Supporters of the Cuban electoral process often cite the millions of campaign dollars spent in the United States as justification for not allowing any kind of campaigning or fund raising. But that is not quite the case. Every day there are television, radio and press reports on “the candidates of the Fatherland,” and on how to vote using ballots differentiated by color.
Photos of the candidates with a short biography on each one—their political activities are emphasized—can be found in large establishments in every district throughout the city. The future deputies travel to these districts—a sure sign that they do not live there—visiting workplaces, science facilities, schools and cultural centers. And if the locals are lucky, this will be the first and last time they ever see them.
Putting the entire centralized propaganda apparatus at the service of the electoral campaign costs money. I would say a lot of money.Money that is provided by that amorphous mass of “contributors” called “our working people,” who are not given details as to how their contribution will be used.
Special schools have been established in transport terminals. Am I to vote there for the candidates who will represent me? No, I must vote for them in the district where the school is based. There is no better example of demagoguery, although it has a subsidiary psychological purpose. Or is it the opposite?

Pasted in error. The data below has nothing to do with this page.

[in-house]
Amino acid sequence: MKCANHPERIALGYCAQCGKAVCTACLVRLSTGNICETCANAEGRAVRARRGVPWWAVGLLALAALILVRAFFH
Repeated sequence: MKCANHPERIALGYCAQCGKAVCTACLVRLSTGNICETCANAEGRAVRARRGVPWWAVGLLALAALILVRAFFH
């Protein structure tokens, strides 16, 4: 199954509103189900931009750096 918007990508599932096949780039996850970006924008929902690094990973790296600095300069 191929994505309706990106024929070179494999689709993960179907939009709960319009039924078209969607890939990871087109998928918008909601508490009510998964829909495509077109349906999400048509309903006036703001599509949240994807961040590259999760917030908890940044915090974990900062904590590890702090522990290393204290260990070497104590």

In the enthusiasm to be part of an electoral system established in opposition to the bourgeoisie, the candidates do not propose a program. They do promise to be extremely loyal to the Revolution, but they are almost always inept at doing what they were elected to do. Elections have become a pantomime in which citizens take part, even when they see no value in it, with a mixture of fear and apathy. This attitude is expressed in the popular axiom: “There is no one to fix it, but there is no one to tear it down either.”
In the past I have noted that no one is really elected, but rather approved by the mysterious committee on nominations —closed nominations—which chooses a certain percentage of women, young people, blacks, and more recently religious and homosexuals, to give the appearance of diversity. It is an approach that is both artificial and disrespectful towards minorities, who are the ones feeling most unrepresented.
They have wanted to make us believe that money plays no role in politics, that our legislators receive no salary for their public service. But no one who joins the “professional cadre” lives on air. Everyone not only keep his or her former salary, but they enjoy expense-paid trips, a car with an allotment of gasoline, hard-currency vacations and other items that in Cuba count as perks and lead to a jump in their standard of living.
Meeting twice a year and expecting to resolve in three days all of this country’s problems, which pile up from one legislative session to another, is impossible. As bourgeois as he may appear, the professional official has to be effective because, if he does not fulfill the expectations of his constituents, he could end up impoverished, or even subject to prosecution
After twenty-seven years of existence, People’s Power has proven to be so ineffective that it should either be reformed or abolished.
January 30 2013